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LIBOR game over

What are the implications now that the most widely used benchmark will soon no longer be useable?

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The timeline for the end of LIBOR is now clear. Recent announcements by the administrator of LIBOR (an interest rate benchmark measuring the rate at which major global banks lend to one another in the interbank market for short-term loans) have made it clear that the most widely referenced benchmarks globally will, mostly, no longer be useable as early as the beginning of 2022. Market participants must prepare for this - continued reliance on LIBOR benchmarks, particularly the most widely used USD LIBOR, poses risks to financial stability.

Transition phase

The impending end of LIBOR means that LIBOR references embedded in existing contracts need to be changed. For these existing contracts to move away from LIBOR, contract parties can either a) negotiate to immediately replace the reference to LIBOR with a reference to an alternative rate; or b) insert a contractual clause (a fall-back clause) that will have this effect when a specified trigger event occurs.

The relatively short timeframe, as well as the features of certain contracts using LIBOR, means that there is the risk that not all existing LIBOR references can be addressed in time. Replacing the benchmark is now considered easier in the derivatives market, where the International Swaps and Derivatives Association has developed contractual templates that are proving helpful to incorporate fall-back language and amend existing contractual documentation. However, it is hard to renegotiate certain bond contracts, which require consent from a very large majority of bondholders. The same holds true for some retail contracts such as mortgages, which would require the re-negotiation of hundreds of thousands of contracts.

LIBOR is also used widely in the EU. In order to avoid negative consequences of the cessation of LIBOR, the EU rules on benchmarks were recently amended, granting the Commission the power to designate a statutory replacement for references to a benchmark in existing contracts and financial instruments governed by the laws of one of the EU Member States. The power may be used in cases like that of LIBOR, when a critical benchmark is going to be discontinued. This new tool will ensure continued orderly functioning of contracts and, as a result, financial stability and the proper functioning of financial markets in the EU.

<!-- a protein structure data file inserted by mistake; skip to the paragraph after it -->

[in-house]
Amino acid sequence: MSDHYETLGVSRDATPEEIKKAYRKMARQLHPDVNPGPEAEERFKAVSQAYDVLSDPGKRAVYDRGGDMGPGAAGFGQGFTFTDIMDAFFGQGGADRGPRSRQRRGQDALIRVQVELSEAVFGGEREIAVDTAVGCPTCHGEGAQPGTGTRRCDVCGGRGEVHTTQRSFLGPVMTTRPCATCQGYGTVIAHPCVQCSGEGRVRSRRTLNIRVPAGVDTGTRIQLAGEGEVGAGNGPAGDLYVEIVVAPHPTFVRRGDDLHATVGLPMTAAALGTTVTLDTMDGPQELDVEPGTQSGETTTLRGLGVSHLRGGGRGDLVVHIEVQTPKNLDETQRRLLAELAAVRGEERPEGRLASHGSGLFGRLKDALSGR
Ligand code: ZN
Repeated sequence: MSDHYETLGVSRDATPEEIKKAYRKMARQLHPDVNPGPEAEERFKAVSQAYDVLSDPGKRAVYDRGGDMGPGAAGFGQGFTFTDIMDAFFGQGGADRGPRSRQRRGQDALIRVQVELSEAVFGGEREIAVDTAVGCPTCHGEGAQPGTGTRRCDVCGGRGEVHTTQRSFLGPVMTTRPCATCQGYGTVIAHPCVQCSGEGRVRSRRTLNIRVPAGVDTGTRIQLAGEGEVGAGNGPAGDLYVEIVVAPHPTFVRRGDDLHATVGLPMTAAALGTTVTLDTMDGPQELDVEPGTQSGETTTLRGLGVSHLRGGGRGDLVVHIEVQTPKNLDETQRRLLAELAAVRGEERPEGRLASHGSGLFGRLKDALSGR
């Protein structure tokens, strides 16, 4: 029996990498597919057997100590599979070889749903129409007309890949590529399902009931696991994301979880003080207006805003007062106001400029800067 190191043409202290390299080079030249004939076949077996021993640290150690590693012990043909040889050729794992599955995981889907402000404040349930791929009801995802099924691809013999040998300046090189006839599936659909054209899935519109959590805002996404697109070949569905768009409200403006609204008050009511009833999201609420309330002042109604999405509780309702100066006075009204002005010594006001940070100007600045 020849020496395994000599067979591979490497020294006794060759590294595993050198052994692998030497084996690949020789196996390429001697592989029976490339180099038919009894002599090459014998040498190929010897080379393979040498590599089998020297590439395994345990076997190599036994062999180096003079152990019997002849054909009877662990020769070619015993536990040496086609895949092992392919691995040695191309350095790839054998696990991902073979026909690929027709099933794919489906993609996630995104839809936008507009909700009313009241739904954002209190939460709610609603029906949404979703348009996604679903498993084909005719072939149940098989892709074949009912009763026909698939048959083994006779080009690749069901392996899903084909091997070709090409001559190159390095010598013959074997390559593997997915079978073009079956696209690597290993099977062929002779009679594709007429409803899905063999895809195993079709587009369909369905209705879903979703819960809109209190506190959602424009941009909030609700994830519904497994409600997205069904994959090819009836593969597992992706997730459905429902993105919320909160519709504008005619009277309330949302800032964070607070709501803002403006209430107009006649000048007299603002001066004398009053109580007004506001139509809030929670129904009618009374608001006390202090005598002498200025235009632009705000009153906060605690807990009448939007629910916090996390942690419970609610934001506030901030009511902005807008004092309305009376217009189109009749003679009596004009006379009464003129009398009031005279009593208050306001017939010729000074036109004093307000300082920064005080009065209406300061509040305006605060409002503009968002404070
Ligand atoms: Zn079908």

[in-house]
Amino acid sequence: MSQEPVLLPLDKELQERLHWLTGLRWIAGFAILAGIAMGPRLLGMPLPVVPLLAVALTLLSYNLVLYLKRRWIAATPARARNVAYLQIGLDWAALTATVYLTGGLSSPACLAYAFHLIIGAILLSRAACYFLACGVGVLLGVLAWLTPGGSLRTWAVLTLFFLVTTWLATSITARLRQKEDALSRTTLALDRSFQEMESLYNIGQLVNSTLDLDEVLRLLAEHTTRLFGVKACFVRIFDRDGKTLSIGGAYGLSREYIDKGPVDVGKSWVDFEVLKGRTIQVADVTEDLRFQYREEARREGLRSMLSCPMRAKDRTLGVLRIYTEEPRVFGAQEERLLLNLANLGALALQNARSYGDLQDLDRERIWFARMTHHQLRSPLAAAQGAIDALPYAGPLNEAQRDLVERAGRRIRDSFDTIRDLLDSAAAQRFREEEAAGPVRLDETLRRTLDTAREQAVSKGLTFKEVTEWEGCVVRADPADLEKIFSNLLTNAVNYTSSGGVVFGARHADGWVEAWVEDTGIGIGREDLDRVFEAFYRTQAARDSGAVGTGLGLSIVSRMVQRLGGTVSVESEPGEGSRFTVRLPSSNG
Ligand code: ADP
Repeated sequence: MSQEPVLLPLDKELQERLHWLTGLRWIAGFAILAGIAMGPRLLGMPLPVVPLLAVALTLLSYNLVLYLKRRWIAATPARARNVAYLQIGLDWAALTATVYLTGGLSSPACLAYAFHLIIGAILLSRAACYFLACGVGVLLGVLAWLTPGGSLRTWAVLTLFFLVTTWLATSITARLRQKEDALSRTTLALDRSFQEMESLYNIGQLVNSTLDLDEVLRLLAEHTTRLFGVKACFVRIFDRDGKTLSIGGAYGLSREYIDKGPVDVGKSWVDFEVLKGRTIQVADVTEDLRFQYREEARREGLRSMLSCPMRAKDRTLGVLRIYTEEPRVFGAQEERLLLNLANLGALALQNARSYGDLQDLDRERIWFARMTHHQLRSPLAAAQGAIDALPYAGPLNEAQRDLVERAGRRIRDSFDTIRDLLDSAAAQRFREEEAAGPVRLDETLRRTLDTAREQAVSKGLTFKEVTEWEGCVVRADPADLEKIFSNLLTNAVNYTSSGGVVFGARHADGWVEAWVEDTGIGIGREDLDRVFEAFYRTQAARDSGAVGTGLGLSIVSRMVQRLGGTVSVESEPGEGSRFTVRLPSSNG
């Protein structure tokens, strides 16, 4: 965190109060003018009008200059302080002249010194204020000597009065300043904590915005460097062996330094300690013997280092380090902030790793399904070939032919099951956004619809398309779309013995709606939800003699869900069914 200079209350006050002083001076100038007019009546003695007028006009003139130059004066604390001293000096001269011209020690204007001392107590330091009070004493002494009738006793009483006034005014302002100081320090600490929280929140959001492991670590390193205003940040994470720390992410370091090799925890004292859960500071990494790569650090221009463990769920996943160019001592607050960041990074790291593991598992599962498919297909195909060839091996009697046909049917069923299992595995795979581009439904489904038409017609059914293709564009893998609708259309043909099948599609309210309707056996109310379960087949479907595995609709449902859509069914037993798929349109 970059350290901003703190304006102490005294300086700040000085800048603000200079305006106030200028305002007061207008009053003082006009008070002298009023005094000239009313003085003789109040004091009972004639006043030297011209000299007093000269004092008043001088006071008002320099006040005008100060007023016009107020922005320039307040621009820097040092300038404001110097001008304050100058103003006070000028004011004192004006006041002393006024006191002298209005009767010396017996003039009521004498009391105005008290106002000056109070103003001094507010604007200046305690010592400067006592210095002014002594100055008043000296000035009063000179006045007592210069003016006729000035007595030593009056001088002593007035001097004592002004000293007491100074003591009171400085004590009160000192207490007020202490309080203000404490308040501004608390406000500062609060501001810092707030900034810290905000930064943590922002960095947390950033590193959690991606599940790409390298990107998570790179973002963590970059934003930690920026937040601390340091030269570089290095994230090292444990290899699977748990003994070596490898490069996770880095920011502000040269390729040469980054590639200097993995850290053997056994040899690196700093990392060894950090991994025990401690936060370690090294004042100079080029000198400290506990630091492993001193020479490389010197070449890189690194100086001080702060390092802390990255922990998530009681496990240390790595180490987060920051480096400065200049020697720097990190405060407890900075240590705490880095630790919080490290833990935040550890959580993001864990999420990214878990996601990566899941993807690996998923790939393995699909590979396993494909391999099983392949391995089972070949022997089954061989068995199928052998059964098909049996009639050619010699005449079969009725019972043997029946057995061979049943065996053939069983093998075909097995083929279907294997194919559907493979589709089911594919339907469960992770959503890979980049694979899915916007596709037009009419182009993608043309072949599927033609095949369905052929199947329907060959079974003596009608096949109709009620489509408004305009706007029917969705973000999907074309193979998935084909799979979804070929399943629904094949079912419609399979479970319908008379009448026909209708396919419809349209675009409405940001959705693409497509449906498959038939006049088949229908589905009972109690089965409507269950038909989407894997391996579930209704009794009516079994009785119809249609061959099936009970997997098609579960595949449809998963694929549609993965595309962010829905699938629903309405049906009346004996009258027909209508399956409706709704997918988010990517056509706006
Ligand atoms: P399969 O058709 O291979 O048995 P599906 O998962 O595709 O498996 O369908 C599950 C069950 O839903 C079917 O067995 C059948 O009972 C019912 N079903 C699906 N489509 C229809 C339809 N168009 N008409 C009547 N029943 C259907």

New powers

The first attempt to exercise these new powers by the European Commission in the context of the discontinuation of LIBOR is currently under assessment. A public consultation was launched in March to ascertain the suitability of designating a statutory replacement for certain settings of the Swiss Franc LIBOR to products such as savings accounts, mortgages and loans, including consumer credit agreements and small business loans. The consultation ended on 18 May and garnered significant interest from the market.

The European Commission, the European Securities and Markets Authority (ESMA), the European Central Bank in its banking supervisory capacity (ECB Banking Supervision) and the European Banking Authority (EBA) issued a joint public statement in June on the forthcoming cessation of all LIBOR settings. They recommended the financial industry to:

  • stop using the 35 LIBOR settings, including USD LIBOR, as a reference rate in new contracts as soon as practicable and in any event by 31 December 2021
  • limit the use of any LIBOR setting published under a changed methodology (also known as “synthetic” LIBOR) only to contracts that are particularly difficult to amend ahead of LIBOR’s cessation (commonly referred to as “tough legacy”)
  • include robust fallback clauses nominating alternative rates in all contracts referencing LIBOR

The European Commission, ESMA, ECB Banking Supervision and EBA will continue to closely monitor the situation and LIBOR exposures.

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